Residents also claimed seeing many soldiers running away from the area with some of them hitch-hiking in residents’ vehicles. The soldiers reportedly told the residents that if the insurgents caught up with them, it would lead to instant death.
A fleeing resident, Kabir Musa, in a telephone interview with an online news medium, Premium Times, said “the insurgents started trooping into the town around 2:30 p.m. and engaged troops stationed at Kosha before advancing to the main town of Maiha. The soldiers, who advanced to the area in their bid to recapture Mubi, started running away as the insurgents overran the entire town.”
Another resident of the town, Garba Baba, said some fleeing soldiers begged him to assist them with civilian clothes so they would not be traced by the insurgents. The soldiers, he said, even threw their guns into the bush.
“The fleeing soldiers asked us to give them our clothes so that they can camouflage and escape from the area safely as some of them discarded their weapons in the bush. A lot of discarded weapons are currently lying in the bush,” Mr. Baba, who also fled Maiha, said.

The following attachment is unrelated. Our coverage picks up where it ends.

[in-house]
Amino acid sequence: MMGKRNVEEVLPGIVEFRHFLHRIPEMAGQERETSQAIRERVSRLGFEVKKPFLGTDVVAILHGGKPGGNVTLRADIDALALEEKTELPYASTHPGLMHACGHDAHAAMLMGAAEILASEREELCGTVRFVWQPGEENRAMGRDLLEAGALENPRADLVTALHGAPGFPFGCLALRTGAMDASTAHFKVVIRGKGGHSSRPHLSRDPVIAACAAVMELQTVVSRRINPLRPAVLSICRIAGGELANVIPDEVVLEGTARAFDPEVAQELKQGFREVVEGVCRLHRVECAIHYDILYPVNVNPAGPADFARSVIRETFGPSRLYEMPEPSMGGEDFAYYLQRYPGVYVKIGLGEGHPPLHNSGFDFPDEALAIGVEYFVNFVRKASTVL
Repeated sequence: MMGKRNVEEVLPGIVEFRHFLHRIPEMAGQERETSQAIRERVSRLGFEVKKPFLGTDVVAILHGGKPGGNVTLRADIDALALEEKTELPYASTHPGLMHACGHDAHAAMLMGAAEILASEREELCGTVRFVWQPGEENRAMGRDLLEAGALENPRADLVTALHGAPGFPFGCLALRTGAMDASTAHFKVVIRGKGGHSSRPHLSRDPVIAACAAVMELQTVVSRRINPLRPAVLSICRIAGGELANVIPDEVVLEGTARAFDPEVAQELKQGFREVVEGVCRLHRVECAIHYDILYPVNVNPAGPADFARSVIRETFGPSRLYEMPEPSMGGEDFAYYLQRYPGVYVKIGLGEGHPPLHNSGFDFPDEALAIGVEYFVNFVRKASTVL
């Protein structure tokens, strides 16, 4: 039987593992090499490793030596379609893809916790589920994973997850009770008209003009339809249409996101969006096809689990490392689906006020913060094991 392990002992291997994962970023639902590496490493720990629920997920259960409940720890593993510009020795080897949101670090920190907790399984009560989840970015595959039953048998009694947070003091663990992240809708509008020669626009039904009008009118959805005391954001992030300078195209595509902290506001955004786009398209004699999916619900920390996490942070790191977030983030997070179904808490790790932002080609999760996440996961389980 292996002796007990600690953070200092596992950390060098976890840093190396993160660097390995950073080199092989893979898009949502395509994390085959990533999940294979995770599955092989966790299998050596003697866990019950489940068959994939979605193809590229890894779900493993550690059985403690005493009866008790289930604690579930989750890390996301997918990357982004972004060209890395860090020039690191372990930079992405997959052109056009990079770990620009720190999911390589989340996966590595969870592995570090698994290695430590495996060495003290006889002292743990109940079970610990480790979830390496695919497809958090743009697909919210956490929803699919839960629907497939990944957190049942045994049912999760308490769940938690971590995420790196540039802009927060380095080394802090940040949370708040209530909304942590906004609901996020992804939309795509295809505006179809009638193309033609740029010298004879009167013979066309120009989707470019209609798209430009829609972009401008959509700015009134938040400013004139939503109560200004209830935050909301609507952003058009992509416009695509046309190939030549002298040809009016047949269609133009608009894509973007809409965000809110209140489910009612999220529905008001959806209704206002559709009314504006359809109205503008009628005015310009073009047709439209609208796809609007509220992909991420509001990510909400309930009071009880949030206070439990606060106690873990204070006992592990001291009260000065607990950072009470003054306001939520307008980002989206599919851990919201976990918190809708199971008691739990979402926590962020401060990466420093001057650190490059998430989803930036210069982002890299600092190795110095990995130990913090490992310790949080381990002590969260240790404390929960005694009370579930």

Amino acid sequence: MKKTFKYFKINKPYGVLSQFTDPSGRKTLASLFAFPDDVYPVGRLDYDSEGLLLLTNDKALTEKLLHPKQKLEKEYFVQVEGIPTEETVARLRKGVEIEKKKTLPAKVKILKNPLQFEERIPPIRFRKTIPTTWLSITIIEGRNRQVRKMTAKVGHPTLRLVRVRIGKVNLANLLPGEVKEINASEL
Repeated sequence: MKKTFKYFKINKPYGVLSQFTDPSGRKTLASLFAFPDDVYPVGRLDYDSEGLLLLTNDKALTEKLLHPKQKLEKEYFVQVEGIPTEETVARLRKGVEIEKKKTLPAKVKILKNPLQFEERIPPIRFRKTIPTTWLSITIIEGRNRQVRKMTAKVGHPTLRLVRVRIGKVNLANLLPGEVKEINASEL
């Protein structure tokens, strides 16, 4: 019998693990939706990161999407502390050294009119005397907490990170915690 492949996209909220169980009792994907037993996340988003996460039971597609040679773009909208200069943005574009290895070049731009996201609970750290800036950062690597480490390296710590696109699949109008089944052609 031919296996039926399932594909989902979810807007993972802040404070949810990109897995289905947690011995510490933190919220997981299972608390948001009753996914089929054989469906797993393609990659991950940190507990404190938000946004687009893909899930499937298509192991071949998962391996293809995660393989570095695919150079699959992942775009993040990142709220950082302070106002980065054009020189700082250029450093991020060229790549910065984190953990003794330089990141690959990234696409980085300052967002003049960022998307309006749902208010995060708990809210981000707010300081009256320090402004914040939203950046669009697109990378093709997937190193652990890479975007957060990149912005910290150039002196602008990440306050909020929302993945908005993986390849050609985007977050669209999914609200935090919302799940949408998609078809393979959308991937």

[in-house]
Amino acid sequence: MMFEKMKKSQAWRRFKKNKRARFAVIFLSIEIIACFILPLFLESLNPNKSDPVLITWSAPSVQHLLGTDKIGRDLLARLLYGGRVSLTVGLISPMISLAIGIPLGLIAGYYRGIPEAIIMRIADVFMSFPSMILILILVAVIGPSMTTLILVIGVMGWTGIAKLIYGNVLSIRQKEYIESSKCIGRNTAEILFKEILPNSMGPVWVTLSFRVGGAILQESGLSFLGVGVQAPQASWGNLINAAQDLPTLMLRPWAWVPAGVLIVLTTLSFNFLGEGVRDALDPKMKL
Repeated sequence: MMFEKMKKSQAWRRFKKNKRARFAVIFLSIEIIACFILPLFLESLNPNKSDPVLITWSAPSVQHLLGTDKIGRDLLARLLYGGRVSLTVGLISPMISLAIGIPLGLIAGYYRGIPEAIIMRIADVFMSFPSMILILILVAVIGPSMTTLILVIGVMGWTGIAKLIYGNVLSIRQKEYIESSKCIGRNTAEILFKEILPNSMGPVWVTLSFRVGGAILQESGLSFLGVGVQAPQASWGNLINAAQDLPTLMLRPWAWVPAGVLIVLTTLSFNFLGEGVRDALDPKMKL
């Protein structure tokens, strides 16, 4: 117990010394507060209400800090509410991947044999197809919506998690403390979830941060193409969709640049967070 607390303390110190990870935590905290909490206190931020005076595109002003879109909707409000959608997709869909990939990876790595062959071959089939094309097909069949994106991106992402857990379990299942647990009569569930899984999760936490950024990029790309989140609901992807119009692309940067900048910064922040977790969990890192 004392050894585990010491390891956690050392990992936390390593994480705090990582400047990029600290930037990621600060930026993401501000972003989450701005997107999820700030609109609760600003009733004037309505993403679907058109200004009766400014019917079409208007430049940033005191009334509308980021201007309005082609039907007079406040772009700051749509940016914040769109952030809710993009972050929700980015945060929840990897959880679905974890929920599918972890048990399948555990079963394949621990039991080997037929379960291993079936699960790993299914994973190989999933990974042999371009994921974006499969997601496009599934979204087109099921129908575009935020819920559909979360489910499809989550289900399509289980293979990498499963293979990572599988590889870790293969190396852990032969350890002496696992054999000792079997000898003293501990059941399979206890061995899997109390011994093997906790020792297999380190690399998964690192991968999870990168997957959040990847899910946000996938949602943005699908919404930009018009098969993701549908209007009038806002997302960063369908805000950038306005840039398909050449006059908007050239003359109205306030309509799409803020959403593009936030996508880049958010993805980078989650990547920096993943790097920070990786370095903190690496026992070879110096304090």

He said the insurgents did not encounter any challenge from Nigerian troops similar to what happened when the insurgents captured Mubi.
According to him, “the insurgents did not encounter any challenge as they stormed the town in APCs and Toyota Hilux vans, firing shots into the soldiers’ directions , and chanting Allahu Akbar. The Boko Haram insurgents had ordered us not to run, saying that they were not after civilians but soldiers and other security people.”
Another resident still trapped in Maiha, Dauda Mallam, said: “Many of the residents fled into the bush, particularly soldiers. Some of them may have been killed by bullets. The insurgents also hoisted their flags in strategic places in the town.”

Author: News Editor